You don’t have to be “crazy” to seek mental health treatment.
This is a truth for two big reasons:
- We should all be focused on getting better, not just avoiding getting worse. Even the “healthiest” among us could use some fine tuning. Symptoms of “crazy” don’t need to add up to a serious diagnosis. Many of us have elements of x, y or z ailments…at any given time. Which leads to point Number
- It’s a mistake made by many consumers to seek medical treatment of all kinds only after the symptoms are so severe such that little can be done. Go see your providers sooner! Catch the symptoms before they become illness and disease. Feel better sooner! Be proactive and not reactive. You don’t need to “hit rock bottom” before seeking help.
To be clear, this post is not meant to malign those with mental illness. I use the crazy in quotes simply to show that most people fear such a label. In reality, clinically significant depression and anxiety are present in more people than you realize. We try to cover and hide for fear of judgment or repercussions at work and so on. But consider this – better to see a shrink or life coach and use your sick time wisely, instead of missing work or fouling up your productivity because your head isn’t in the game.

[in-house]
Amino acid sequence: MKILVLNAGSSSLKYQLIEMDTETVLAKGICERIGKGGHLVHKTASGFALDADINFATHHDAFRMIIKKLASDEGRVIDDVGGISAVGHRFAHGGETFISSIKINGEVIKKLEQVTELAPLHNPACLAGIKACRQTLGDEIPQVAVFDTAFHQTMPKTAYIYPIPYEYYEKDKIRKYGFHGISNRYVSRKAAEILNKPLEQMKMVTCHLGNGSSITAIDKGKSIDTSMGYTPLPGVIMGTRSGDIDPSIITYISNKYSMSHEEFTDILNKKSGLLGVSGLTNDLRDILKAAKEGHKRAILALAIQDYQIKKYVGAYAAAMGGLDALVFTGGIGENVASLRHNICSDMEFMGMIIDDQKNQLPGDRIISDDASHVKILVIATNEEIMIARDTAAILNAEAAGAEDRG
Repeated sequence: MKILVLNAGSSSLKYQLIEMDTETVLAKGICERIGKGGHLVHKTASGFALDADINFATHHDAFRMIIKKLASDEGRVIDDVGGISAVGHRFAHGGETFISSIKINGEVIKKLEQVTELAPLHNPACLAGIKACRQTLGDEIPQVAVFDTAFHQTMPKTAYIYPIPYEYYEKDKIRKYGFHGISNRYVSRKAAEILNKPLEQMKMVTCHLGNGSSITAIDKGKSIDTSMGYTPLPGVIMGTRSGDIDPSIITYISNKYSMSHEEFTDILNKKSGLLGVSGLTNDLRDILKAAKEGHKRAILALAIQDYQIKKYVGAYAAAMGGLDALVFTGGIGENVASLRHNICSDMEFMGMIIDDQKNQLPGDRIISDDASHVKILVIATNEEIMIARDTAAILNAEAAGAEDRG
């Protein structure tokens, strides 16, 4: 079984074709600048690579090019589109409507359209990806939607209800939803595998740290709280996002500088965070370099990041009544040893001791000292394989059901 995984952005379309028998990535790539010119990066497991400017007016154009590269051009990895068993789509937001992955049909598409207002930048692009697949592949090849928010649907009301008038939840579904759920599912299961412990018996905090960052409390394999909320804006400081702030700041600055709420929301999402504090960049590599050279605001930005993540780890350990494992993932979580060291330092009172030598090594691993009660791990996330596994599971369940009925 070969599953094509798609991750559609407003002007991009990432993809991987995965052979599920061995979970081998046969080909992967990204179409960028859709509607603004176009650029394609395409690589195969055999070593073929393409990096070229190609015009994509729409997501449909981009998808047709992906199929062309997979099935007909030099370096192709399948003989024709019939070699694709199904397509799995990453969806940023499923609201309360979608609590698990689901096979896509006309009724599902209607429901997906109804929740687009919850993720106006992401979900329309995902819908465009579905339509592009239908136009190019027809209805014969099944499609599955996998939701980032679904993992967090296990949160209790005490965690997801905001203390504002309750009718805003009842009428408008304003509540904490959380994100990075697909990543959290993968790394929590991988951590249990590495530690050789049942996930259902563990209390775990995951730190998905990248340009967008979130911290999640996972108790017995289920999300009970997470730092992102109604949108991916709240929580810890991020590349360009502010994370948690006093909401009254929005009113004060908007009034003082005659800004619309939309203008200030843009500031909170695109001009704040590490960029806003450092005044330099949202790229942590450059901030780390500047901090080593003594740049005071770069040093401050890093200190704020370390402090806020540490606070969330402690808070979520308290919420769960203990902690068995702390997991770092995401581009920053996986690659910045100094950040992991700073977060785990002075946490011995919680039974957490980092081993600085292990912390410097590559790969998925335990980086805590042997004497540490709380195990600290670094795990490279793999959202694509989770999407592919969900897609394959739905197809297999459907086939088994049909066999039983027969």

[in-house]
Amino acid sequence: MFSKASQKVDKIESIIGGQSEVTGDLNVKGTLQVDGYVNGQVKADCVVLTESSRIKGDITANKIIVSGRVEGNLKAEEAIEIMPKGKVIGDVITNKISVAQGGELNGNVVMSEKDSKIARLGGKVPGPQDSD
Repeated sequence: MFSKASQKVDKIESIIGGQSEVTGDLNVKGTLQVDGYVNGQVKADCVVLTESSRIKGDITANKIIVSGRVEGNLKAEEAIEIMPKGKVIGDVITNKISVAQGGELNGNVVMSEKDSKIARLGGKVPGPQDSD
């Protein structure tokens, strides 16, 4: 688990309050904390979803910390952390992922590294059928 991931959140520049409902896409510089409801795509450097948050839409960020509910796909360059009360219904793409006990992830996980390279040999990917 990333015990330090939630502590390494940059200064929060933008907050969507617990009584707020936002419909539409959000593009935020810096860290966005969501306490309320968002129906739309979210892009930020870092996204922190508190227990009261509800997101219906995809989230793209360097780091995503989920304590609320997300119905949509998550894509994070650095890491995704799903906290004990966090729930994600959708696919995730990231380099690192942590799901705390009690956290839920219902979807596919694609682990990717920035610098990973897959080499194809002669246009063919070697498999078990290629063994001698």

We as a society could stand to do better to care for those in need, rather than stigmatizing and distancing ourselves. It’s not contagious! And one day, you or a loved one may make a cry for help, no matter how small. How would you like people to respond?
Asking for help is cool 😎! Do you laugh at the woman on crutches or the guy eating healthier? Shouldn’t people be allowed time to heal? Or applauded for making smart choices?!
So please admit to symptoms – seek help – take mental health days off – go outside more – appreciate the impact of substance use and hormone fluctuations on your mood – be kinder to yourself.
A brief note in closing, since this is about awareness: I have seen a therapist of some kind, on and off, for 25 years. I’ve struggled with anxious and depressive symptoms (and other nameless internal mental judgments). I’ve used psychiatric medications (and sometimes alcohol) to manage the worst of those moments. And I continue to grow in my own therapy – which is less frequent now, but still necessary. Yes, even your therapist has a therapist! 😉